Mineral Wars: How Your Business Can Prepare to Deal with the Battery Crisis?
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The advent of battery-powered technology has been one of the defining manufacturing developments of our time, empowering global smart phone interconnectivity and spearheading the electric vehicle (EV) revolution of the future.
Clearly, there is no silver bullet to the climate change crisis, yet the custom battery pack has effectively offered the prospect of a future without fossil fuel dependence. A surge in lithium-ion battery production for instance, means electric cars are now commercially viable for the first time in history. The US plans to hold 50% of the EV market share by 2030.
However, whilst businesses are finally making bold assertions to electrify their processes, we are now facing a battery crisis. Where has this come from and how will businesses cope?
The Battery Shortage
A scarcity of raw materials and soaring prices for essential minerals such as lithium and cobalt have contributed to a supply crunch. Bloomberg’s New Energy Outlook report, for example, predicted that demand for lithium-ion batteries will rise to as much as 5.9 terawatt-hours a year leading to 2030.
How does this work? The priciest component in each battery is the cathode, the electrode from which a conventional current leaves an electrical device. This is composed of valuable metals such as nickel, lithium, cobalt and manganese. In January 2022, nickel prices spiked as much as 4.4% to $22,745 a tonne on the commodities market – a decade-long high.
How can companies best prepare to deal with a shortage in batteries?
With reserves for rare materials dwindling, anxiety is inevitable for battery-powered businesses.
Alex Stapleton, Sales Director at custom battery pack manufacturer, Alexander Battery Technologies, advises: “The battery shortage situation is unlikely to be resolved any time soon. The best thing businesses can do is create a long-term plan for the entire product supply chain. Affordable alternatives to the ubiquitous lithium-ion battery will become available as big companies pour billions into research and development.”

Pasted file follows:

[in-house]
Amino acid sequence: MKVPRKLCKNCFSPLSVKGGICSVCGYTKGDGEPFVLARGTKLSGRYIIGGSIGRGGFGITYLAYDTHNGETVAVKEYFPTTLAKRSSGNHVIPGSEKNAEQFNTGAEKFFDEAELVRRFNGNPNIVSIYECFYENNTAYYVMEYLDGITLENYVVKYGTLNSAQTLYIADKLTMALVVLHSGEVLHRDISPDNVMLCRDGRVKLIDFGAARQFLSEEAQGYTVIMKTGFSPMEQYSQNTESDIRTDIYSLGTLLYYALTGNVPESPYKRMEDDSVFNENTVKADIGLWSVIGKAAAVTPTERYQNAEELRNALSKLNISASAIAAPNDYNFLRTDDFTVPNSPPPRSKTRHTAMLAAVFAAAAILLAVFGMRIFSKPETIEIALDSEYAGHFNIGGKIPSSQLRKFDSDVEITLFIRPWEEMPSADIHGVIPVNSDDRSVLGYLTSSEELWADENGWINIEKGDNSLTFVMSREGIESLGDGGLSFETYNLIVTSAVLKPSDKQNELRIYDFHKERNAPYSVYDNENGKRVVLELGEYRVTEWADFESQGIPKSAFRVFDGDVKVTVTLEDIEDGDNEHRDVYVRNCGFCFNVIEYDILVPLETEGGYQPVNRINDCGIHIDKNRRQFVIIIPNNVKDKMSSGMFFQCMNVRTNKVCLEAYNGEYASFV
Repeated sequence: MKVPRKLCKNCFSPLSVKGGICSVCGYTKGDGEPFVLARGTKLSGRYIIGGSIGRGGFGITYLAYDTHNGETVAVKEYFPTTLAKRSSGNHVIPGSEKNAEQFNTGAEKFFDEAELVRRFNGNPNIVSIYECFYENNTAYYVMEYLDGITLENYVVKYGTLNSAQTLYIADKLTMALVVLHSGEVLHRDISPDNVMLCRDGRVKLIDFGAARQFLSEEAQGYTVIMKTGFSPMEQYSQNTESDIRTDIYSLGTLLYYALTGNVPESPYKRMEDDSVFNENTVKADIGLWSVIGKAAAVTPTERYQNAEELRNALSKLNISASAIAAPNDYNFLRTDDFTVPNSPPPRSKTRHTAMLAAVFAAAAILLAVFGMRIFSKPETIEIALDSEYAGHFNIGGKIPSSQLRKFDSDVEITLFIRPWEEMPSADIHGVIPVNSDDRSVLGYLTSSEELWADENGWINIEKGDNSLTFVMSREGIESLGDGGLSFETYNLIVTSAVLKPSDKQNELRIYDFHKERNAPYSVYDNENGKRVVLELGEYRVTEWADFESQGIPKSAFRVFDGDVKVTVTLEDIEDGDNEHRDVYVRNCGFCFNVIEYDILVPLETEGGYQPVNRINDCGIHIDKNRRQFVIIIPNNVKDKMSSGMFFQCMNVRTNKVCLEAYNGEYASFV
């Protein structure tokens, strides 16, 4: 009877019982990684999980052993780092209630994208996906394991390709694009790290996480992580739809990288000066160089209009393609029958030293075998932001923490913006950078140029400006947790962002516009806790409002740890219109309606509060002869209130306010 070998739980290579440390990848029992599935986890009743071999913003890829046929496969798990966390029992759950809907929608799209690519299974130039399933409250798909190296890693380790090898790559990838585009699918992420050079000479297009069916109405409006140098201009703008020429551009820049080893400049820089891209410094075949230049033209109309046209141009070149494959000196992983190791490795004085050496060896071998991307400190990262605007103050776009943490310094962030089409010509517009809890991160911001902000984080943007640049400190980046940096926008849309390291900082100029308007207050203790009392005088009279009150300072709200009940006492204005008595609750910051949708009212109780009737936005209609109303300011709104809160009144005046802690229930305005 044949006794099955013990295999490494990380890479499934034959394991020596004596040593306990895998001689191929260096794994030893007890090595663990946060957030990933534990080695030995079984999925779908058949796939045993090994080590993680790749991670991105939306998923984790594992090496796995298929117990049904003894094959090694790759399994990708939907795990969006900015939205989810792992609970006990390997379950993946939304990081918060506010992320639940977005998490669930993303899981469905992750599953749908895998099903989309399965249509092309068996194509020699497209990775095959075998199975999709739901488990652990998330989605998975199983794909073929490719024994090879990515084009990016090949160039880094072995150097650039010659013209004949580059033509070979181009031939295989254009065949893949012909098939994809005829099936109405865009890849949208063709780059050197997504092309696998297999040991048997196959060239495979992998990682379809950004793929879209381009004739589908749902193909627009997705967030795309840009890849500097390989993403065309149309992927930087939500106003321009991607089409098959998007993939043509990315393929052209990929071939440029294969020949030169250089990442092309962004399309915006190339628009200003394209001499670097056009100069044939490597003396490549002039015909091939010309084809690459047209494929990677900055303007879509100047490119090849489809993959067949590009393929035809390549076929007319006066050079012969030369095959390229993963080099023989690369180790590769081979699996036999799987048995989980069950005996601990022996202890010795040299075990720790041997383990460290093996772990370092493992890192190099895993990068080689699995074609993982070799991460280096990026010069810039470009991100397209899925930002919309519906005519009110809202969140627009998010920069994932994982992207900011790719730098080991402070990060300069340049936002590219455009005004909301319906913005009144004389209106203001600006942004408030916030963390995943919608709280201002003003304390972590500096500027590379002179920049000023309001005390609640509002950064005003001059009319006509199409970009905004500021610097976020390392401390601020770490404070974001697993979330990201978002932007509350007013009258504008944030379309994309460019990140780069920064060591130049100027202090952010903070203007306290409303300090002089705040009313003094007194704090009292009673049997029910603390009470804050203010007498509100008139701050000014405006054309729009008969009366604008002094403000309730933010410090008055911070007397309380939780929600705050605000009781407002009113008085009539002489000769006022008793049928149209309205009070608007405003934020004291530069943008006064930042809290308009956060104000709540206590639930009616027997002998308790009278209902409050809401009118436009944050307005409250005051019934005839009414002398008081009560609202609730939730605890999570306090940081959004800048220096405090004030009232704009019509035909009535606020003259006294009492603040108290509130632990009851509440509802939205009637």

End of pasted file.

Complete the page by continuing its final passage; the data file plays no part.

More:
Three of the battery markets biggest players – LG, Samsung, and SK Innovation – for instance are all actively expanding battery production capacities. LG New Energy Solutions alone will invest approximately $13.17 billion into the development of advanced battery materials.
The race is on to solve the looming raw material crisis. One solution is to find other mineral-based alternatives more abundant in supply. Often touted is the much-vaunted graphene battery, an allotrope of carbon, which has high thermal and electrical conductive properties. Whilst research may be in its infancy, graphene provides a potential source of portable electric power.
Another next-generation energy storage system could be the calcium battery. Calcium is the fifth-most abundant metal on earth, which is promising for supply chain problems whilst it’s also naturally safe and non-toxic. Questions have arisen however, over its conductive properties with scientists struggling to channel electricity through a workable electrolyte. Recent research from Germany’s Helmholtz Institute has proven positive, with better electrolyte activation than in previous calcium-based battery trials. This new class of electrolytes could pave the way from the laboratory to the marketplace, so businesses should be ready.
As science begins to mature, these new batteries could provide more sustainable alternatives to the prevailing lithium-ion. Forward-thinking businesses will look to stockpile when possible.
How can companies best utilise the batteries they already have?
Many of us will be all too familiar with the iPhone battery that fades gradually over time as charging cycles increase. Like those who choose to recycle iPhone batteries to help the environment, businesses can also recycle batteries to combat supply chain costs and the raw material crisis.
Inevitably, the battery recycling industry will experience a boom. Batteries are replaced in electric vehicles after approximately eight years at which point they still have around 70–80% of their charging capacity. These are still far too valuable to be discarded and must be given a second life.
This can provide a stopgap for businesses until new technology becomes available.